Evol Ecol Res 9: 987-1004 (2007) Full PDF if your library subscribes.
Evolutionarily stable dispersal with pattern formation in a mutualist–antagonist system
Curtis A. Smith* and William G. Wilson
University Program in Ecology and Department of Biology, Duke University, Durham, NC 27708, USA
Author to whom all correspondence should be addressed.
Question: How does the evolution of dispersal distance affect the persistence, distribution, and population dynamics of a mutualist–antagonist system capable of endogenous pattern formation?
Modelling approach: We let dispersal distance evolve within an individual-based model involving an obligate plant–pollinating seed parasite pair and a parasitoid that preys upon pollinator larvae. The model incorporates demographic parameters for ovule production, pollinator oviposition, pollinator and parasitoid visitation rates, in addition to background mortality probabilities for each of the three species. A corresponding non-spatial mathematical model verifies our representation of the interspecific dynamics.
Key assumptions: Individuals move over a homogeneous underlying environment with dispersal distances drawn from probability distribution kernels. Each species is subject to density-dependent reproduction. Pollinators and parasitoids make multiple visits per time step that are Poisson distributed.
Conclusions: Dependent on demographic parameter values, there is a spectrum of outcomes, including: (1) runaway selection for increased dispersal distance resulting in homogeneous distributions of all three species; (2) an evolutionarily stable state with pattern formation and metapopulation-like dynamics; and (3) rapid extinction of one or more species. Interestingly, a weak relaxation of the obligacy between the plants and the pollinators erodes the evolutionarily stable state with pattern formation. We argue that this dependence upon and sensitivity to obligacy may explain the lack of empirical observations of endogenous pattern formation in nature.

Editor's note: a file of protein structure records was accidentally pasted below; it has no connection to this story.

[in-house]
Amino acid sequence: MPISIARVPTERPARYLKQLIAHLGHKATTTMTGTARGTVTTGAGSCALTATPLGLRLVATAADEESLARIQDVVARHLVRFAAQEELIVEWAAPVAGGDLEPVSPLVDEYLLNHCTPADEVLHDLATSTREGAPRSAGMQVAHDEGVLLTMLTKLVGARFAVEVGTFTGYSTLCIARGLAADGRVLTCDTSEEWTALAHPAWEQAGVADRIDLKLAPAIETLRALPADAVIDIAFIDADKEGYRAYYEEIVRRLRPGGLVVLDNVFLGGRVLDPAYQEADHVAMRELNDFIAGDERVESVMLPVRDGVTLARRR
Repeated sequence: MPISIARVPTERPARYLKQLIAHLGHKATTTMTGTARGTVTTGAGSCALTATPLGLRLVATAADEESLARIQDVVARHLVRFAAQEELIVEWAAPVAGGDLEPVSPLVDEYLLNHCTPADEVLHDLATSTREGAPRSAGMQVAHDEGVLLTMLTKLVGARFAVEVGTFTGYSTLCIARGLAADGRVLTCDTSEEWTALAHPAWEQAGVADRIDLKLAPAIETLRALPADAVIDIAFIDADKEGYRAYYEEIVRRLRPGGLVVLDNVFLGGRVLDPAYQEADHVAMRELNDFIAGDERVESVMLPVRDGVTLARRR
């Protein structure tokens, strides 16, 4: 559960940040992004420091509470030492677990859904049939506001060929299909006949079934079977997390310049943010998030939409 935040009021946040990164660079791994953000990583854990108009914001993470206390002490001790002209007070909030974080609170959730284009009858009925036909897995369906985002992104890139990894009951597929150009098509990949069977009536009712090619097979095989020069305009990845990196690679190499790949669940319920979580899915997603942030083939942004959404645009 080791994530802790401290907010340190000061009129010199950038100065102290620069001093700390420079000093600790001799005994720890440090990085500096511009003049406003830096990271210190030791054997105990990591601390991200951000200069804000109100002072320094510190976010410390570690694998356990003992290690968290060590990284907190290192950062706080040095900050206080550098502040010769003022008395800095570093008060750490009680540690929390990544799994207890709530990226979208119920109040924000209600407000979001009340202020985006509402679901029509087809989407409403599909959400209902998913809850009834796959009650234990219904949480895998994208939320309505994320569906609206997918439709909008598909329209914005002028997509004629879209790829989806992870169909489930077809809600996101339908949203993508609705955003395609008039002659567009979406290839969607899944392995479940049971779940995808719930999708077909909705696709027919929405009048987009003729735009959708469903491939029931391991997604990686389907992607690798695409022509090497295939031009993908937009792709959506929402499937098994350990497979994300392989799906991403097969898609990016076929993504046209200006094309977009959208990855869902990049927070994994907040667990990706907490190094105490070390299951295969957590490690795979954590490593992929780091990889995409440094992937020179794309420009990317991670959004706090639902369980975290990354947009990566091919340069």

Keywords: disperse, evolutionarily stable state, heterogeneity, host–parasitoid, individual-based simulation, mathematical model, metapopulation dynamics, obligate mutualism, patches.
DOWNLOAD A FREE, FULL PDF COPY
IF you are connected using the IP of a subscribing institution (library, laboratory, etc.)
or through its VPN.
© 2007 Curtis A. Smith. All EER articles are copyrighted by their authors. All authors endorse, permit and license Evolutionary Ecology Ltd. to grant its subscribing institutions/libraries the copying privileges specified below without additional consideration or payment to them or to Evolutionary Ecology, Ltd. These endorsements, in writing, are on file in the office of Evolutionary Ecology, Ltd. Consult authors for permission to use any portion of their work in derivative works, compilations or to distribute their work in any commercial manner.
Subscribing institutions/libraries may grant individuals the privilege of making a single copy of an EER article for non-commercial educational or non-commercial research purposes. Subscribing institutions/libraries may also use articles for non-commercial educational purposes by making any number of copies for course packs or course reserve collections. Subscribing institutions/libraries may also loan single copies of articles to non-commercial libraries for educational purposes.
All copies of abstracts and articles must preserve their copyright notice without modification.